Bullpen: In 2006, the bullpen was a trouble spot, and there were plenty of candidates who got a shot. Joe Borowski, then 35, was the closer. It wasn't always pretty, but he found a way to save 36 games. Taylor Tankersley was the most effective lefty, and Matt Herges threw 71 innings, the most of any Marlins reliever that year.
Closer promises to be the strength of the Marlins' bullpen in 2013. Steve Cishek, 26, is a rising talent who had a 2.69 ERA and 15 saves in '12.
Ryan Webb and Mike Dunn have the experience of pitching in the late innings, but both are comparatively young. Perhaps as many as four jobs will be up for grabs.
Catcher: Miguel Olivo was an under-the-radar producer for the Marlins in '06, catching 127 games while belting 16 home runs and driving in 58 runs.
Rob Brantly, 22, is a left-handed hitter being groomed as an everyday player. In 100 at-bats last year, he hit .290 with a .372 on-base percentage.
First base: In '06, Jacobs had a solid rookie season. Along with hitting 20 homers, he drove in 77 runs.
The Marlins in '13 will be switching Morrison back to his natural position, after he's played mostly left field. Morrison is recovering from right knee surgery. If healthy, he is expected to be a big contributor at first base.
Second base: Uggla was an All-Star as a rookie in 2006. Gritty, he played in 154 games and finished with 27 homers and 90 RBIs.
Donovan Solano has the inside edge at the position. The 24-year-old showed promise, batting .295 in 93 games as a rookie last year.
Shortstop: Ramirez was dynamic in '06, batting .292. Across the board, he was sensational, posting 119 runs scored, 46 doubles, 11 triples and 51 stolen bases.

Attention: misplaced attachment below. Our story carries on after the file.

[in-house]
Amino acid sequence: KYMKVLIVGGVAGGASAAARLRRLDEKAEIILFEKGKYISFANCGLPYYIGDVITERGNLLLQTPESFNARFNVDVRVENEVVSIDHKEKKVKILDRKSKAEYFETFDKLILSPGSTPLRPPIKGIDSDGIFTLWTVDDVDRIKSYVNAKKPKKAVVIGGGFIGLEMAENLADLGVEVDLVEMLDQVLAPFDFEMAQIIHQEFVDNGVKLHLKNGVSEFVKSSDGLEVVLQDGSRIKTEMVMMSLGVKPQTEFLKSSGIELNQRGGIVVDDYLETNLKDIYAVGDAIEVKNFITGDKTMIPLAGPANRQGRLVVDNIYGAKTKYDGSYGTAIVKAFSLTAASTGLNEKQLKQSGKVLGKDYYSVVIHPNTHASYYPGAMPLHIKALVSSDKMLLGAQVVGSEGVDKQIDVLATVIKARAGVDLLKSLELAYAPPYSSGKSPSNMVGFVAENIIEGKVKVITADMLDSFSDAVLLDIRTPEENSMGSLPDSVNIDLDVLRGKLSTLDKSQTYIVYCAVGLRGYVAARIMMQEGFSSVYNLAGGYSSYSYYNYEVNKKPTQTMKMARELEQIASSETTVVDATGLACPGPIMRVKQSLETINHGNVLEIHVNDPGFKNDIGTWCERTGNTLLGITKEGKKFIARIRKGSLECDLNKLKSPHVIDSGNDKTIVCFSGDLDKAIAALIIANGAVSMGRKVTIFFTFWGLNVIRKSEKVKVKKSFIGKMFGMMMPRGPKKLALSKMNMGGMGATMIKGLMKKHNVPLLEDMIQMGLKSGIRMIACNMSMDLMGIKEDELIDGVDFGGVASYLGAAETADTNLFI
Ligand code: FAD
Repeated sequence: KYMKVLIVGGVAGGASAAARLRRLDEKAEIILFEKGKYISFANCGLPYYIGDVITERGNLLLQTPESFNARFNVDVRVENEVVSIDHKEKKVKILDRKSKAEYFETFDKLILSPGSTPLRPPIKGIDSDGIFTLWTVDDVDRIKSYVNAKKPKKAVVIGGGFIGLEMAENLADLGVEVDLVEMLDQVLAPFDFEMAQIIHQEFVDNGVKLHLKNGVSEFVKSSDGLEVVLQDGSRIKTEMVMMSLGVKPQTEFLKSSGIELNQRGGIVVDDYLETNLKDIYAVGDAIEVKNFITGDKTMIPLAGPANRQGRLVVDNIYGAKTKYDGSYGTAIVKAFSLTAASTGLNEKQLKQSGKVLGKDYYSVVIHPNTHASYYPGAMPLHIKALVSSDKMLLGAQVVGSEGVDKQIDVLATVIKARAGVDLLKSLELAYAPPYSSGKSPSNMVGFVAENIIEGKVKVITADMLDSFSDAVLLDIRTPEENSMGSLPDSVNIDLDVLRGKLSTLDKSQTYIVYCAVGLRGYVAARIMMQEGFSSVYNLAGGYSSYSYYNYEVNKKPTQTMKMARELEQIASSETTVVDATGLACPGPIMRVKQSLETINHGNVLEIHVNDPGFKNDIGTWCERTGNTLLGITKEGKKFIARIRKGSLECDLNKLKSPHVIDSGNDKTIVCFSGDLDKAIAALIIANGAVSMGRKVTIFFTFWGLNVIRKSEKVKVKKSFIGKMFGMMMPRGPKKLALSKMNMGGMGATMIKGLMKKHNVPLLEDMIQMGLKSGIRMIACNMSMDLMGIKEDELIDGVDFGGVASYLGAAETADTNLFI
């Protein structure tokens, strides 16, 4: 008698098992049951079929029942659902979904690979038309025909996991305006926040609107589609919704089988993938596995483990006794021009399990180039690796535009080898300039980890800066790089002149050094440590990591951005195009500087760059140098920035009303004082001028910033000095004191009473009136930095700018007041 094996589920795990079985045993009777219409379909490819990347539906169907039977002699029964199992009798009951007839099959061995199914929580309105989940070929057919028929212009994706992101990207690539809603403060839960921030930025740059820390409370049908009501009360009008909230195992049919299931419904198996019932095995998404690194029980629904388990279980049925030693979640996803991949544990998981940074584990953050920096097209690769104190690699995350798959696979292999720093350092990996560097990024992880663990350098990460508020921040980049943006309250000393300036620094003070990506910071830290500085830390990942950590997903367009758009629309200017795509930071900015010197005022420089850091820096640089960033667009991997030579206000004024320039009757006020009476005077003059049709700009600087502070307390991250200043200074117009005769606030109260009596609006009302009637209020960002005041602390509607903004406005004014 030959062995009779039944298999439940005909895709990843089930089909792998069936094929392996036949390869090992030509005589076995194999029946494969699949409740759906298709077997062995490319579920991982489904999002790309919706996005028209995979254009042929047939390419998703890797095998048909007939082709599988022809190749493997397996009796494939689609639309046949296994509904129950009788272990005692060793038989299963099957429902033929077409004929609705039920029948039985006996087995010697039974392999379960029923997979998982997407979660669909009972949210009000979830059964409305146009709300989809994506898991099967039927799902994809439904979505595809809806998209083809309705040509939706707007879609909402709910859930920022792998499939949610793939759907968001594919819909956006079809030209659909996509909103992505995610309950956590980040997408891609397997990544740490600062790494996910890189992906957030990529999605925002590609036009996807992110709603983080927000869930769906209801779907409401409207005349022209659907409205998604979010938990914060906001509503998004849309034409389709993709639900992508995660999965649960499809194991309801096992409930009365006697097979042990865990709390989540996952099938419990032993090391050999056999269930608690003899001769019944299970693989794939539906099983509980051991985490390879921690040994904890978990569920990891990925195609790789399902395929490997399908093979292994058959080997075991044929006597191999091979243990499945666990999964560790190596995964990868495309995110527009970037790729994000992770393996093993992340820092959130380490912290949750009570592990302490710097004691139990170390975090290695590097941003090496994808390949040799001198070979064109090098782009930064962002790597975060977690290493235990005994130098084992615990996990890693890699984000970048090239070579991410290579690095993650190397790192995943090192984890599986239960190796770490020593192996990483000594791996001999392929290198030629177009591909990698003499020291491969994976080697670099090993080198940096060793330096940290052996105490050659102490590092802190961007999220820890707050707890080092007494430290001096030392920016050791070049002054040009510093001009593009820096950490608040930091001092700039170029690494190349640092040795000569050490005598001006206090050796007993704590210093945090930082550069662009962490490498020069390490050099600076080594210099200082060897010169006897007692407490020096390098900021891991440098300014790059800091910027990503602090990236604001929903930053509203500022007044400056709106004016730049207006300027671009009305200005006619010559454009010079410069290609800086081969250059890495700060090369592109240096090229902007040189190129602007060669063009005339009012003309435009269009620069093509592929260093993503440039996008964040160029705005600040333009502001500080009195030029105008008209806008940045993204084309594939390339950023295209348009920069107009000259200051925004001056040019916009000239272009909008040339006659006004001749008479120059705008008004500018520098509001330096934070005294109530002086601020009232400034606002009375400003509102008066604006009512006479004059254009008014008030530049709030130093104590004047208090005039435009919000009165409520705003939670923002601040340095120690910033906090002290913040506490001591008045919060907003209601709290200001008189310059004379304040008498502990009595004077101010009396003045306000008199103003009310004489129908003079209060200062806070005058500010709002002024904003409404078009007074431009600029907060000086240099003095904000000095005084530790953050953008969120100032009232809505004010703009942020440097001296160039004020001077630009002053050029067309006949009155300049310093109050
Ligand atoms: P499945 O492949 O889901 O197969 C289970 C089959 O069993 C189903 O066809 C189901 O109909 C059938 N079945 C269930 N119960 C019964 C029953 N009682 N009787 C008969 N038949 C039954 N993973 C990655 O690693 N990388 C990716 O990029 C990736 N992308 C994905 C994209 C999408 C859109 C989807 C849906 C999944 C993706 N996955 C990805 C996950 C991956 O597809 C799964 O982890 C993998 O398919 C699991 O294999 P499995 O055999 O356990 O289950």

Adeiny Hechavarria takes over the position for Miami this year. The 23-year-old Cuban native has drawn comparisons to Edgar Renteria. He's a slick fielder who batted .254 in 41 games with Toronto last year.
Third base: Cabrera was an established star entering his prime in '06, and he finished with 26 homers and 114 RBIs that year.
The Marlins in '13 are hopeful that free-agent signing Placido Polanco can stay healthy. Hampered by a low back injury, the 37-year-old appeared in just 90 games for the Phillies a year ago.
Left field: Willingham was a 27-year-old rookie in '06. He was a steady producer, hitting 26 home runs and driving in 74 runs.
Juan Pierre, a hero on the Marlins' 2003 World Series title team, returns to the organization in '13. Now 35, Pierre comes off a season in which he hit .307 with 37 stolen bases for the Phillies.
Center field: Reggie Abercrombie was a raw talent given a chance to play regularly in '06. As the season progressed, he saw less action as Cody Ross became a regular.
Justin Ruggiano was one of the bright spots for the Marlins last year. The 30-year-old was given steady playing time, and he produced, batting .313 with 13 homers in 91 games.
Right field: Highly touted as a prospect, Jeremy Hermida was a 22-year-old rookie who turned in modest numbers in '06. The left-handed-hitting outfielder batted .251 with five homers and 28 RBIs in 99 games.
Stanton is scratching the surface of what he is capable of accomplishing. The 23-year-old is one of the rising stars in the game. The 37 home runs he hit last year are the second most ever by a Marlins player. And they came in just 123 games.